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Welcome from the Department Head

Dr. Paul C. ErwinAs department head, I want to thank you for your interest in the public health programs at the University of Tennessee, Knoxville. Students are the reason we exist. We provide quality teaching and mentoring, research and outreach opportunities, and an environment which supports quality of life, all because of you, the student. Whether you are in our “backyard,” somewhere else in the state or nation, or international, we welcome you.

We have the oldest accredited MPH program in the nation outside a school of public health or medicine. After more than forty years of accreditation, we have produced over 1,200 alumni, many of whom continue to stay involved by serving as field practice preceptors for current MPH students. Our graduates have achieved success in local, state, and federal governmental health agencies; in nongovernmental organizations; in the private healthcare setting; and in academia. We hope you can join our illustrious list of alumni!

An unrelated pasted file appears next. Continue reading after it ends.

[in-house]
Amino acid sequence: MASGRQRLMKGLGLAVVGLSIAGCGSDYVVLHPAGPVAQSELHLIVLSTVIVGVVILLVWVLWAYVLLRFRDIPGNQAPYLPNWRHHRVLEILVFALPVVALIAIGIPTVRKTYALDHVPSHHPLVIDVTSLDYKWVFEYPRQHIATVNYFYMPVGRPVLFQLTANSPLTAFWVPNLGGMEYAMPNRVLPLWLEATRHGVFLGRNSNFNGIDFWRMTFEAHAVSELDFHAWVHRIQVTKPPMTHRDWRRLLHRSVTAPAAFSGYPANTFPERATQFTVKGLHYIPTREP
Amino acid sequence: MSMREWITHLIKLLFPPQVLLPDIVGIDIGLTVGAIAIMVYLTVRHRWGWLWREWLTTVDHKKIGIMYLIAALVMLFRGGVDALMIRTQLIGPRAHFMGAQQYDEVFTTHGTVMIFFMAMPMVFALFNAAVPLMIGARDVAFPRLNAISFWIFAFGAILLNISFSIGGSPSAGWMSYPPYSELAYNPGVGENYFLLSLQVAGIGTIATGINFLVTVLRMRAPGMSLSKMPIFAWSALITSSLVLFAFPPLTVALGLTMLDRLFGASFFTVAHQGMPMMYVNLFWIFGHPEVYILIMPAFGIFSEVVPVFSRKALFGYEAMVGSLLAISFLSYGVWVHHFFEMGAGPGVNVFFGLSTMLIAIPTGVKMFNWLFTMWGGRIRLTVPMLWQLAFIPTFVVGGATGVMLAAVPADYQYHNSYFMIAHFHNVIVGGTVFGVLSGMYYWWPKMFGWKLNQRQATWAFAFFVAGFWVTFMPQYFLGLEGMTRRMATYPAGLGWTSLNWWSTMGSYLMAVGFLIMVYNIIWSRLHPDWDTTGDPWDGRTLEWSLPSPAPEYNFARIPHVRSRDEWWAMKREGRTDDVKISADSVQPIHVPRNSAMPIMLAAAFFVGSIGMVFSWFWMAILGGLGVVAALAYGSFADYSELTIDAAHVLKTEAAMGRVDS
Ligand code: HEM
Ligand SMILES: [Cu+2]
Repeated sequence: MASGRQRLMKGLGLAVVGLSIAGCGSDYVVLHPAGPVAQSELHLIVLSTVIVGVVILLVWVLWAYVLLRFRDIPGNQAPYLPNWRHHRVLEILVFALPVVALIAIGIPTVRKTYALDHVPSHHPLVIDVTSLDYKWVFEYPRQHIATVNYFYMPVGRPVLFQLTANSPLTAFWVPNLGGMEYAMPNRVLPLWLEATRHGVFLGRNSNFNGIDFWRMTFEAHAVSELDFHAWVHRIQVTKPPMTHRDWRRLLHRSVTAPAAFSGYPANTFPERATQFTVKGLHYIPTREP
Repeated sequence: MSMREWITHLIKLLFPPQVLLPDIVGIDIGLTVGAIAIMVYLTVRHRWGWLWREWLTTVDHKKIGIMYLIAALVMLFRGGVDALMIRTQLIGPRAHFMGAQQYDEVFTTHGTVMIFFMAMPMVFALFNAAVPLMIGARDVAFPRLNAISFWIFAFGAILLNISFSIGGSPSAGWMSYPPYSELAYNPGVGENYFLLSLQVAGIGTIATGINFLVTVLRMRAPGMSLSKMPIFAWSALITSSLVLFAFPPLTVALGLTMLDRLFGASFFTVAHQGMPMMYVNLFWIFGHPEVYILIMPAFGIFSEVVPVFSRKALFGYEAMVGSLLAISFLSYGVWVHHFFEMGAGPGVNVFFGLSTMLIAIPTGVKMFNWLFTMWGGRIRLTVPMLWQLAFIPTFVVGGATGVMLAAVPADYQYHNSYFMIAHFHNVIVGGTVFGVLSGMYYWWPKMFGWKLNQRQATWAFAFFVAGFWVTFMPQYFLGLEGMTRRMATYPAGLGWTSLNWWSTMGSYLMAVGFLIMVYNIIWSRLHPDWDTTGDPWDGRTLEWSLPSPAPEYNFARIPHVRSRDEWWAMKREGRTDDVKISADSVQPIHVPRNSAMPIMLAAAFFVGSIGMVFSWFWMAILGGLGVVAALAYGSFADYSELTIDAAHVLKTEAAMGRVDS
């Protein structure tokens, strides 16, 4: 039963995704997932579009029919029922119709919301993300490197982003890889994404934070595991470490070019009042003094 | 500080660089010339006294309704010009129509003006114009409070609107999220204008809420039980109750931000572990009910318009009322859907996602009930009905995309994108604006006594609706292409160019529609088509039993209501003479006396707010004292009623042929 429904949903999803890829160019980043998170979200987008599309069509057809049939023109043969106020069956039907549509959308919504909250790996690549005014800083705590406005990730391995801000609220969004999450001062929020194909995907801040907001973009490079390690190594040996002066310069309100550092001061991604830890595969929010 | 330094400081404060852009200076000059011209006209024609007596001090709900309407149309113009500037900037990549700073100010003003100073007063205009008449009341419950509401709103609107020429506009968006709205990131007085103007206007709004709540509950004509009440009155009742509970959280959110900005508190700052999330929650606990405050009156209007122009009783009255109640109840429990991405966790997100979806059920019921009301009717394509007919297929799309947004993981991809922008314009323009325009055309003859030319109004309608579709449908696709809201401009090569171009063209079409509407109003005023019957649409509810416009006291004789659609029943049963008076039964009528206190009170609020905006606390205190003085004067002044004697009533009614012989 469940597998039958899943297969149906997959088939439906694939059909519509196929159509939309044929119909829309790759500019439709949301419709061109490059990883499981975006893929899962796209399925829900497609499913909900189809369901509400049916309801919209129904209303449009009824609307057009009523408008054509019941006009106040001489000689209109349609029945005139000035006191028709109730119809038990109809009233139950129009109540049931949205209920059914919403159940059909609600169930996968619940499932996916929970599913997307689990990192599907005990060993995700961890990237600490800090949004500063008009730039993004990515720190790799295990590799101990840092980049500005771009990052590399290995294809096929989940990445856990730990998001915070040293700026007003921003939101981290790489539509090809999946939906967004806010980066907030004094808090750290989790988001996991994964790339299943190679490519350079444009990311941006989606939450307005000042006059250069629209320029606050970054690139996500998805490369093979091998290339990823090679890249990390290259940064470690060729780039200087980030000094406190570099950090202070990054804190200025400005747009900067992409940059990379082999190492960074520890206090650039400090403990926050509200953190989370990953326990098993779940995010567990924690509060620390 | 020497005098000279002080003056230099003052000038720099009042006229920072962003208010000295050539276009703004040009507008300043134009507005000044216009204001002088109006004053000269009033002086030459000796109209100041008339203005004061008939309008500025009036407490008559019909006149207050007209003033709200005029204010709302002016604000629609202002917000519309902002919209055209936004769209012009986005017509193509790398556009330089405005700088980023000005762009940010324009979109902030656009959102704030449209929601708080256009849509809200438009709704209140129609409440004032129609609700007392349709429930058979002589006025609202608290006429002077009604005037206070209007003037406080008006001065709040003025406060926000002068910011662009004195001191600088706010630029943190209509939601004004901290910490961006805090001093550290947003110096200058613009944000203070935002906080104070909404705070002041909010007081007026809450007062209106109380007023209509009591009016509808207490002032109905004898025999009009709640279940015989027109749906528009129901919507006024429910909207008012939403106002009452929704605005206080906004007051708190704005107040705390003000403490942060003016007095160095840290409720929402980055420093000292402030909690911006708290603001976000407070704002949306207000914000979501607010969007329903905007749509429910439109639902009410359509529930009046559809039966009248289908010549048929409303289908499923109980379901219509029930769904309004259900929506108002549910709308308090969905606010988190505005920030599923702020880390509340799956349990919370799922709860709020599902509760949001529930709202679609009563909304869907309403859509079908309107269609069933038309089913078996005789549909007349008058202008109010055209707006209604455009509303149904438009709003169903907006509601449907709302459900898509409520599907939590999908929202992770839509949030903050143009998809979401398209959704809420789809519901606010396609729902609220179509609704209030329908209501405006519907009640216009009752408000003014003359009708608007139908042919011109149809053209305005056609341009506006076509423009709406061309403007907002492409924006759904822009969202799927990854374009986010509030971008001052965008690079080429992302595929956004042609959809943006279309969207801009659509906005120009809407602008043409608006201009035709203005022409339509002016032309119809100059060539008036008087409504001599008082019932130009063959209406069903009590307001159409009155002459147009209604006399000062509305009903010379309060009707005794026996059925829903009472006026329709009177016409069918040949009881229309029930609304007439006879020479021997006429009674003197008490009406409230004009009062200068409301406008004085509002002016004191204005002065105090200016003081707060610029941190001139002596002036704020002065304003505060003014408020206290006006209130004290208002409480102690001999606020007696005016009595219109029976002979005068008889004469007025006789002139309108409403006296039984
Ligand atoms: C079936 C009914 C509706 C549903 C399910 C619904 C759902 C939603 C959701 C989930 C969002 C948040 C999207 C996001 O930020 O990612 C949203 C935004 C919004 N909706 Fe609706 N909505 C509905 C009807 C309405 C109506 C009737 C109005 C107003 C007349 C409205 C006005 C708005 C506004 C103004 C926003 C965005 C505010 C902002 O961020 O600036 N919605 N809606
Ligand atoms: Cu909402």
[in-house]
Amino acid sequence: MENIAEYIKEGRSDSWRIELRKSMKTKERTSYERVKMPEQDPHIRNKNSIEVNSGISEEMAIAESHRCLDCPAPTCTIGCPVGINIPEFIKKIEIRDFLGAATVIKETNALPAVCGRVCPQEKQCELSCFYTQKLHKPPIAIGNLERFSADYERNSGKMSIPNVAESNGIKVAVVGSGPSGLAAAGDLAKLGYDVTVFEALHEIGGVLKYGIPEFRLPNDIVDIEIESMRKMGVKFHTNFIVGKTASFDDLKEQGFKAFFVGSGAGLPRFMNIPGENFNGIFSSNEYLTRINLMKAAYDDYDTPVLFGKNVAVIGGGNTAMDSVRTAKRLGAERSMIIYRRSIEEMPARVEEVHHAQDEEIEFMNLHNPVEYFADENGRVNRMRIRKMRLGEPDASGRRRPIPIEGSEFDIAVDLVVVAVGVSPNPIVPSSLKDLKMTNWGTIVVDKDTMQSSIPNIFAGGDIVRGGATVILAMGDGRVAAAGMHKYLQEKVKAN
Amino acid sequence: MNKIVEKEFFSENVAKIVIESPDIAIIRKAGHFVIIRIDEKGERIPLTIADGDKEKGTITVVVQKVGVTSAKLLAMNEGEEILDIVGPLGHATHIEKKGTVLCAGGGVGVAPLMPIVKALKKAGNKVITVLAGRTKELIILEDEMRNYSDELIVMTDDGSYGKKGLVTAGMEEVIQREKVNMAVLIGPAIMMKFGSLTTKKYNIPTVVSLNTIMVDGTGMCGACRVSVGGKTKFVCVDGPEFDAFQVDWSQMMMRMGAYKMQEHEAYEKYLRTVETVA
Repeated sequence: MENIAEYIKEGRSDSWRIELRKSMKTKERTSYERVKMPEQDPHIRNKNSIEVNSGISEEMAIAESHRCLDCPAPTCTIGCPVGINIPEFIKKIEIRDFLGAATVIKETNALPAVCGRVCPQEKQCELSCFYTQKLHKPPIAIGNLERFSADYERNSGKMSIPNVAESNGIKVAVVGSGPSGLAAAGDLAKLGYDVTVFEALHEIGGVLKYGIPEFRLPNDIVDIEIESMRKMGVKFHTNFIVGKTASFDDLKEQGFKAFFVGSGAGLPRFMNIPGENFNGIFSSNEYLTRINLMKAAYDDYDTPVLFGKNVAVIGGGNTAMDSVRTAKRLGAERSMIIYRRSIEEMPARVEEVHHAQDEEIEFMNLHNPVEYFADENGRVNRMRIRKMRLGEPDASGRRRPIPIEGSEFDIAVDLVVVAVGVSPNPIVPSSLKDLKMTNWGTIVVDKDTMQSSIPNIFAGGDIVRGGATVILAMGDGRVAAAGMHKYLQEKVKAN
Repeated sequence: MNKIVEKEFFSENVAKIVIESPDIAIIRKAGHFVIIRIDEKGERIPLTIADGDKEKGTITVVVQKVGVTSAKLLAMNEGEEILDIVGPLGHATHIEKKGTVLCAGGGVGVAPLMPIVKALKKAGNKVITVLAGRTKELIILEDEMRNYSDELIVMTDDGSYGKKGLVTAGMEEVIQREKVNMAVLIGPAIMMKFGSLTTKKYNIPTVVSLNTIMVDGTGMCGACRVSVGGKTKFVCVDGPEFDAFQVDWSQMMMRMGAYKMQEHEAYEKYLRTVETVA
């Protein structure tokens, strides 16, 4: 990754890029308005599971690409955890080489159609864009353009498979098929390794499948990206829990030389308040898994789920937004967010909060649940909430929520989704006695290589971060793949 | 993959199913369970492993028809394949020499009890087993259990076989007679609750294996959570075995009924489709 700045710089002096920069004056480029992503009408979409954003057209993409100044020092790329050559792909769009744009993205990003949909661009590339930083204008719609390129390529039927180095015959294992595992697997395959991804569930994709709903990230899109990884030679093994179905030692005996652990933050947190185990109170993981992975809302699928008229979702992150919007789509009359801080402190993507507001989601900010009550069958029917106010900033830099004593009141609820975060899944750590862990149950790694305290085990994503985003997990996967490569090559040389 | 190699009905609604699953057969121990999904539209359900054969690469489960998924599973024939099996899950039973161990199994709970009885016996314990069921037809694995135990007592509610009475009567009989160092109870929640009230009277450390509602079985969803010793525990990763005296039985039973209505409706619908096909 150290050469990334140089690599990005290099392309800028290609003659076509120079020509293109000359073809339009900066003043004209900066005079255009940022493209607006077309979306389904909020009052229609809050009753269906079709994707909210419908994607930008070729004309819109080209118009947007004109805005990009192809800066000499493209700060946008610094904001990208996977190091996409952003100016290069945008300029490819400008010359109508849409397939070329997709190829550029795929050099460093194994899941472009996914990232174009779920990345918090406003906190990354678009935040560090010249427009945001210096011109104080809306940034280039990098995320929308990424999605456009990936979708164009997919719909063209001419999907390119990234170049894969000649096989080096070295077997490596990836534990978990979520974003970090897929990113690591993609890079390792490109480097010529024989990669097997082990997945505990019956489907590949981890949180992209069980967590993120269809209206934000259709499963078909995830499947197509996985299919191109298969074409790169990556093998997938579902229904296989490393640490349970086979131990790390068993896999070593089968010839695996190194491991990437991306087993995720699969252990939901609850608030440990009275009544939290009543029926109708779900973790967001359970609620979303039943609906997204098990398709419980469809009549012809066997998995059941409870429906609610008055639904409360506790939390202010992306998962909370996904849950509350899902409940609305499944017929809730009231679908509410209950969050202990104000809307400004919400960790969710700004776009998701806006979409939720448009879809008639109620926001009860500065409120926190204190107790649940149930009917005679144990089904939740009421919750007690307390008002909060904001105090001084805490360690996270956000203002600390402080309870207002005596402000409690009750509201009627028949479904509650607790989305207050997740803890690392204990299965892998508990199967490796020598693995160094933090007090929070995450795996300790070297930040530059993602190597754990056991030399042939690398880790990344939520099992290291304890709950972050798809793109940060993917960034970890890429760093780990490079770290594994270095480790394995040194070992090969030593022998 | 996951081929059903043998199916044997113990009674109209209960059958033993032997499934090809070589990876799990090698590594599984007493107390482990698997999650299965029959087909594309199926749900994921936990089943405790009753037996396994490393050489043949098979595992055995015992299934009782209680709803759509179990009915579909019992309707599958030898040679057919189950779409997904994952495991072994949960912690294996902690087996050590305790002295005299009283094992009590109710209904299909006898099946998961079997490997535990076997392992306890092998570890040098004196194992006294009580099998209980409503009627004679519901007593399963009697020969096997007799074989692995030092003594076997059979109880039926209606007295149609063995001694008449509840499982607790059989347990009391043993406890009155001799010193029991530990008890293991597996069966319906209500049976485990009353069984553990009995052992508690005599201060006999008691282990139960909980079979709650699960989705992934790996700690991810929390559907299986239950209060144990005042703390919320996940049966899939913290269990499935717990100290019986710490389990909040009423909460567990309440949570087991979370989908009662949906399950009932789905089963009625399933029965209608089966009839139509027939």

Our faculty includes a diverse, talented group of educators who bring a high level of academic preparation from many of our best institutions and expertise ranging from bench science research to medical coding to community health assessment and planning. 

I invite you to explore our website and discover the many ways to get involved. Reach out to our faculty, staff, students, and community partners. In doing so, I hope you will decide to join us in bridging knowledge and improving health, whether as a future student, alumnus, or community partner.

Paul Erwin, MD, DrPH
Professor and Head, Public Health

Paul Erwin is professor and head of the Department of Public Health. He joined the university in 2007 to establish the Center for Public Health, which served as a springboard for establishing the Department of Public Health in 2010. Prior to joining the university he served twelve years as director of the East Tennessee Regional Health Office. He is responsible for a number of collaborations between public health academia and practice, including serving as a co-principle investigator for a Robert Wood Johnson Foundation-funded East Tennessee practice-based research network (PBRN). He teaches in the areas of epidemiology and health policy, with a research focus on public health systems and services research (PHSSR).